Advice please on ds's friendship - Mothering Forums

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#1 of 7 Old 11-17-2011, 07:27 PM - Thread Starter
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Here's the backstory:

My ds, 7, used to be best friends with the boy who lives across the street. But, they seem to have had a falling out about a year or more ago. I asked my son what happened, but he doesn't know.  The boy just seemed to taper off coming over to play, and wouldn't stop his computer games or television to play with ds, and when he did he was very negative in their games, saying things like "No, you're doing it wrong" and "no, that's not what happens next" to whatever ds suggested in their imgainative games.  Since then, his mom needed us to take care of him & his sister after school, when she was training for a new job, after a long period of unemployment, since she's divorced and her ex was unable to help out.  We had them over at our house for 3 to 5 hours a day, 3 or 4 days a week, for a few months.  Then, when the mom's training period was over, she suddenly decided that her kids would be fine alone after school, and they went home to their house.  I tried to keep an eye on them as much as possible, and she got a roommate, a young man who was there some of the time to help watch them.  I invited them over, but they both preferred to stay home with their screens, since computer time is monitored and limited here, and we have no TV.  So, I just chalked it up to differing personalities, and encourage ds to invite other friends over.


Where we are today:

Almost every time ds has a friend over, this neigbor boy comes over to join the fun.  Some are friends of his, also, and some are not.  He might come over for a few minutes to show off a new toy, once a week or less, unless my ds has a friend over, then he's here for the whole time.  Tonight he stayed for dinner, and then until bedtime.   My ds does not seem to mind, but I am feeling used by the boy.  Ds usually takes the neigbor's side in games, rather than his newer friends.  I try to encourge them to play games without sides, but even in legos, or whatever they're playing, but it always comes to them play battling.  Or else, the neighbor will join sides with the guest, leaving out ds.  This child is a very quiet boy, around adults; very much the rule follower, especially compared to his older sister's misbehavior at home and at school.  I can't talk to his mom about it, really, because she is upset with me for questioning her when she left the kids alone at home for a couple of hours during the night. When I asked her about the falling out that the boys had last year, she just laughed it off with a "kids will be kids, I have no idea why he acts like he does or what he is thinking"  and dropped it.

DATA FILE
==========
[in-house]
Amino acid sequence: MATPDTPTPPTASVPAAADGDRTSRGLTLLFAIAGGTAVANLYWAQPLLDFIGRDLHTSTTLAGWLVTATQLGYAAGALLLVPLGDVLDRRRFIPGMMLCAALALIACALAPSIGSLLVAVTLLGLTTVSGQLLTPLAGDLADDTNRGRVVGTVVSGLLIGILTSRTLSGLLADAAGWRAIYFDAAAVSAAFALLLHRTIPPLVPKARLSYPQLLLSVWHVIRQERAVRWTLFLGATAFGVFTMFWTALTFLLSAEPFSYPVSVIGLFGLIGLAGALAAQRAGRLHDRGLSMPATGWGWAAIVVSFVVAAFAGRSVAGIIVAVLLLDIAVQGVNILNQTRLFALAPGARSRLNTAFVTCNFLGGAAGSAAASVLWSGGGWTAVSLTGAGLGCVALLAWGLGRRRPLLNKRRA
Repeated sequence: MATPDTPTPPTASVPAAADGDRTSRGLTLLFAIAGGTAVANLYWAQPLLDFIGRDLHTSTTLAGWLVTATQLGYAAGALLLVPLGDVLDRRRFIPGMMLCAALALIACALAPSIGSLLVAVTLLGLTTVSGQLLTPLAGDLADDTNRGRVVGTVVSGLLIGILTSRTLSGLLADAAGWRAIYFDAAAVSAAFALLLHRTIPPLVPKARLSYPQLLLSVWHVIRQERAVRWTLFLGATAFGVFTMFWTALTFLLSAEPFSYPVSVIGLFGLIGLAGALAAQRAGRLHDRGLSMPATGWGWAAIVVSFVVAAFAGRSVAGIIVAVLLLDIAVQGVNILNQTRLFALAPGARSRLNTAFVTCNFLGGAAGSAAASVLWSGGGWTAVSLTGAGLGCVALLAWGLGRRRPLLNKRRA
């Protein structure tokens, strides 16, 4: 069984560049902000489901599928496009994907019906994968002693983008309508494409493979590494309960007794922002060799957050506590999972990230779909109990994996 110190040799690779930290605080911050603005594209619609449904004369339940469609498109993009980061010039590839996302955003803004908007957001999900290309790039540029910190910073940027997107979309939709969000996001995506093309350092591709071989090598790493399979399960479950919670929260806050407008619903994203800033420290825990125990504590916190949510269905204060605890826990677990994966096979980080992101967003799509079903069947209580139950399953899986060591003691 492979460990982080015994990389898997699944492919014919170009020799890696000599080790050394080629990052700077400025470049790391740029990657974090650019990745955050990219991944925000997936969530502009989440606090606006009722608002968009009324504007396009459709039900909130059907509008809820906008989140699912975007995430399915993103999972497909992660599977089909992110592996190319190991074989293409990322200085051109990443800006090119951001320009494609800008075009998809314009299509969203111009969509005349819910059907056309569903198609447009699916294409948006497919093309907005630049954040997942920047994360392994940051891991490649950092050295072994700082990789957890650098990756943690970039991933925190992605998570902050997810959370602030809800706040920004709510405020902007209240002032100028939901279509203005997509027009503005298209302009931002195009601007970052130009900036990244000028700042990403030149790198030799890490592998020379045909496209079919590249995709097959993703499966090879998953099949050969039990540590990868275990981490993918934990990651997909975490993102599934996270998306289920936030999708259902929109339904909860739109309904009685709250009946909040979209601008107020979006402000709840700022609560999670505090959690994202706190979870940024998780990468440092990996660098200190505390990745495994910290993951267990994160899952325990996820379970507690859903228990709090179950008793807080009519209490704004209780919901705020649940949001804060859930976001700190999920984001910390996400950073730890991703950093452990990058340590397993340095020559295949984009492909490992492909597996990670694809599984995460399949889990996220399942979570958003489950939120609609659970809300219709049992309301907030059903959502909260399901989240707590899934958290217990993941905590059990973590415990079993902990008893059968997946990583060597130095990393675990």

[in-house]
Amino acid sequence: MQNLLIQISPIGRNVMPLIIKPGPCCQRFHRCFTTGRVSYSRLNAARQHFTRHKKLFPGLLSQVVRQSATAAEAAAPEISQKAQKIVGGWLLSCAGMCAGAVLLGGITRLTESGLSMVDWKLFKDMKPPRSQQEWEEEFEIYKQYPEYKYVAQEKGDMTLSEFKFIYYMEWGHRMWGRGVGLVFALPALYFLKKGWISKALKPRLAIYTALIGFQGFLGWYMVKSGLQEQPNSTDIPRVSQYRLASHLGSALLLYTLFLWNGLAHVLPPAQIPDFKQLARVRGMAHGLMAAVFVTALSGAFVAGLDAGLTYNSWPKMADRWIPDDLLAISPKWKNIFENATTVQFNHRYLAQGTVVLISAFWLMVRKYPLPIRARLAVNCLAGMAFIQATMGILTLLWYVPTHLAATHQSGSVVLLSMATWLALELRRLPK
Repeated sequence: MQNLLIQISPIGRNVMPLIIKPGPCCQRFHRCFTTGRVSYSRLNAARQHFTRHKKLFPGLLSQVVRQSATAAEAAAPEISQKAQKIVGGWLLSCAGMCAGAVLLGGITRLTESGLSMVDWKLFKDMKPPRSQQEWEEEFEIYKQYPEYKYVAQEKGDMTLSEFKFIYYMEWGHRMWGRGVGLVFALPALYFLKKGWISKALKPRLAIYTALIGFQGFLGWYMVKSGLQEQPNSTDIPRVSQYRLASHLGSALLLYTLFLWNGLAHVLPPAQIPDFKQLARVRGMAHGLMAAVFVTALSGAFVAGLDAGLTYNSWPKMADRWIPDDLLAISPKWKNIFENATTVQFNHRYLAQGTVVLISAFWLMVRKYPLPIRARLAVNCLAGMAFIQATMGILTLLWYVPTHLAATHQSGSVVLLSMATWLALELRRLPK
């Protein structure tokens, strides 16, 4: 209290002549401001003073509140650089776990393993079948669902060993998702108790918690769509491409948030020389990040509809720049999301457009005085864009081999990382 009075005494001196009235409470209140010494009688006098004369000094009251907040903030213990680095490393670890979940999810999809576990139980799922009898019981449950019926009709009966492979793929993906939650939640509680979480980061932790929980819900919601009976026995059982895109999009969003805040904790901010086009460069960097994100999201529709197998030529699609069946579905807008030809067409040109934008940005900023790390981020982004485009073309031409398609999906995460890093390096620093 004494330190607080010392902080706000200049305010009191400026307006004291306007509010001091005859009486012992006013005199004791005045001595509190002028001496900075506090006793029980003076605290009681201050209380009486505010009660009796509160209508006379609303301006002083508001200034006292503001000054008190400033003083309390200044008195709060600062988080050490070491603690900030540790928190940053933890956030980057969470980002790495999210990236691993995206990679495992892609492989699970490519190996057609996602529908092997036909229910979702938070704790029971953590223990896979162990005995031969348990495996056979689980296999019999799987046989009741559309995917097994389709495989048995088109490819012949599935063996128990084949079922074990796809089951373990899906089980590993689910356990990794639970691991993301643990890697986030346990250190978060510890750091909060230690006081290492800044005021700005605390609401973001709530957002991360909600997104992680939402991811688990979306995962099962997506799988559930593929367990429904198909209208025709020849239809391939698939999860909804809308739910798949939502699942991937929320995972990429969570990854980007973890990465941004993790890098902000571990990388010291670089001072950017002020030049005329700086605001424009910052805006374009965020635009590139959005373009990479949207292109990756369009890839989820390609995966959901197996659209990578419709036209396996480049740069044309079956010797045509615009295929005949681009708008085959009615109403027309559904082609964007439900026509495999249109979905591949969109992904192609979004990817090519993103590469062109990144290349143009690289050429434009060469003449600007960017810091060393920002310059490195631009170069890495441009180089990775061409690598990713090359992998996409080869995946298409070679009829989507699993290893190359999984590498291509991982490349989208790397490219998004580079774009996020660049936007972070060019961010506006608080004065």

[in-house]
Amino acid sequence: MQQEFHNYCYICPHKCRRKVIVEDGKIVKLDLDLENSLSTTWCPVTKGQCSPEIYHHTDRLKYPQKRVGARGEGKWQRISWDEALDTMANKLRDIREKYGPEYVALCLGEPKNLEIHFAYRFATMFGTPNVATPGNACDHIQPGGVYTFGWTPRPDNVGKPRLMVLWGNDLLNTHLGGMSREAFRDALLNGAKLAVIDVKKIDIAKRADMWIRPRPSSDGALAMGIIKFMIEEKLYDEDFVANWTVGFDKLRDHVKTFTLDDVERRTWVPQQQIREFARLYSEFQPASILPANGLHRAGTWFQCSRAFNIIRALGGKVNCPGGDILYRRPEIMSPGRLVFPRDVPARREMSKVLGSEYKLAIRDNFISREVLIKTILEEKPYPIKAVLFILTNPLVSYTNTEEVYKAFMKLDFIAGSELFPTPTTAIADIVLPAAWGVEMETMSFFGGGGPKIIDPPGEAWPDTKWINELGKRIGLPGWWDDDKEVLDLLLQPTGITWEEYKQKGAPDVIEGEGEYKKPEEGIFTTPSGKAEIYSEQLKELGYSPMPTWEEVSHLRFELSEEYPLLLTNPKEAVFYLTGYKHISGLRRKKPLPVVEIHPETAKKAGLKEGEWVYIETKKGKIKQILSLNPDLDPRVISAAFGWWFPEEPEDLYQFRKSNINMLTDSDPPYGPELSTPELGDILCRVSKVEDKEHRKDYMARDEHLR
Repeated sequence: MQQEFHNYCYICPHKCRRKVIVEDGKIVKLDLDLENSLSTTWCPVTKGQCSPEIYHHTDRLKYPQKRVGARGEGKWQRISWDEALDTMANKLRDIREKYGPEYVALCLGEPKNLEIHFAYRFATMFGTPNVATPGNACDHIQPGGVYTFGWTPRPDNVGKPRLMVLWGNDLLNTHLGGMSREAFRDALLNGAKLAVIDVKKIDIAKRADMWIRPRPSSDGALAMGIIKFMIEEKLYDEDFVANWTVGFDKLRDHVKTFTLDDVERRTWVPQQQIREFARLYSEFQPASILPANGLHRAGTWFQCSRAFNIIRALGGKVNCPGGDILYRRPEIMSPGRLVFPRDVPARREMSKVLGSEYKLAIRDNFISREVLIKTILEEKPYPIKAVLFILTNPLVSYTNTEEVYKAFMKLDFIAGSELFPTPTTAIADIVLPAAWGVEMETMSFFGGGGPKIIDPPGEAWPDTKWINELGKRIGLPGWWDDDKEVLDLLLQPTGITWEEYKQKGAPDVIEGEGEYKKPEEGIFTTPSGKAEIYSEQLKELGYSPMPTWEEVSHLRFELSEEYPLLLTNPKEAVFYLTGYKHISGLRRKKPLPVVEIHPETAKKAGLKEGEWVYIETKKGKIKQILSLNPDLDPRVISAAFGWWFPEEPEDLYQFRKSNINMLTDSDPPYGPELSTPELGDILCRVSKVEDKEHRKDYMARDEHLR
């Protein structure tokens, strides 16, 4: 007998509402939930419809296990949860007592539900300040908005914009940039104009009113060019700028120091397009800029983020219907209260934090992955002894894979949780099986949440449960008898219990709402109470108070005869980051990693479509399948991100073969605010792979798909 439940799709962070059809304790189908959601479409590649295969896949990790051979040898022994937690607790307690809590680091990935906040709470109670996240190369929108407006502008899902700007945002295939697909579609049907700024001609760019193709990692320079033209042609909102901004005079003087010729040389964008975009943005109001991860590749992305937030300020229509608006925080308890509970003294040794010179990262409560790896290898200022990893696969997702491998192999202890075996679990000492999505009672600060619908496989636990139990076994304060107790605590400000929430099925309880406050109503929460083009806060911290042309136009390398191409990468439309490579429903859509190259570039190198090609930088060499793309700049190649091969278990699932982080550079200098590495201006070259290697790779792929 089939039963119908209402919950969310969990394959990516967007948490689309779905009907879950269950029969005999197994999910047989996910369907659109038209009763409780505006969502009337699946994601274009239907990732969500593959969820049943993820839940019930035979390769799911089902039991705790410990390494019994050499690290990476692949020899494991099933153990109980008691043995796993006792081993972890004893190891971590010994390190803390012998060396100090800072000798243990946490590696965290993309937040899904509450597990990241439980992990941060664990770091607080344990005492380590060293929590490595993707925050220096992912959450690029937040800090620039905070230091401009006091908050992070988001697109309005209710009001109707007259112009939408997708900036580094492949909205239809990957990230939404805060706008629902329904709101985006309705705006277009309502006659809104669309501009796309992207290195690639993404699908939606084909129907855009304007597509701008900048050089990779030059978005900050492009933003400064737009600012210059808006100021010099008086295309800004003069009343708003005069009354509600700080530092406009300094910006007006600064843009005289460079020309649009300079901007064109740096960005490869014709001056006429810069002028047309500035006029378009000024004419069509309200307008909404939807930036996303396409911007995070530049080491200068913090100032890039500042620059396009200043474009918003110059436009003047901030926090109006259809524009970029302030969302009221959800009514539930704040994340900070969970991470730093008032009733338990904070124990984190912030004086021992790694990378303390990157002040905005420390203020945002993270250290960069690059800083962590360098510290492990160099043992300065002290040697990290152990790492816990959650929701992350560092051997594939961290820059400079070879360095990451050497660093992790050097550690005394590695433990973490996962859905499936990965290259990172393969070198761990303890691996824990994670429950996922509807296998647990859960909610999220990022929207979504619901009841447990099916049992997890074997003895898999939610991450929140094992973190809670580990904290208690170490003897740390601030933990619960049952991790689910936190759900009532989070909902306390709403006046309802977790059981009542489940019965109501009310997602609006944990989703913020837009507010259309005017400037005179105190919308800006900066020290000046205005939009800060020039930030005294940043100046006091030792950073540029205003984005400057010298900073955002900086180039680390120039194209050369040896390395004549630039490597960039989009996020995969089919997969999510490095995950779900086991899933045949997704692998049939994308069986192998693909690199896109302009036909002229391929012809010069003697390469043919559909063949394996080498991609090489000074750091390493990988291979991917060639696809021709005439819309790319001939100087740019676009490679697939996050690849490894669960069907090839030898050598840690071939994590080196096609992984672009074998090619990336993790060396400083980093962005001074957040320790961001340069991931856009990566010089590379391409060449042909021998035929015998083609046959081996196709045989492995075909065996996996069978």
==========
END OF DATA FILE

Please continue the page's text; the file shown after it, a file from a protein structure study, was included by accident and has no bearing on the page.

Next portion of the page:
So, what do I do: just let things play out, or talk with the neighbor mom about it, or talk with the boy?  I really don't want to point out to ds that his friend seems to be using him, as ds seems oblivious to it so far. 


Thanks for any wisdom you can offer.

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#2 of 7 Old 11-17-2011, 07:51 PM
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This is a tough one.  Maybe you should just talk to your DS about it.  DD1 had a friend kind of like that, for awhile she would only come over to ride DD's bike and it was way obvious to us but not to DD1.  I finally pointed it out to her and she was pretty upset.  I don't know if it was the right thing or not but I was annoyed by it and thought she should be too. 


7 is close to the time that kids start to figure things out.  Maybe you're more upset about their mom and their life choices. 

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#3 of 7 Old 11-17-2011, 08:03 PM
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my advice. leave this alone. dont do or say anything. honestly this is not between you and the boy. 


its between your son and this boy. you are right on about being used, but mama let your son discover this. dont spoonfeed him the answer.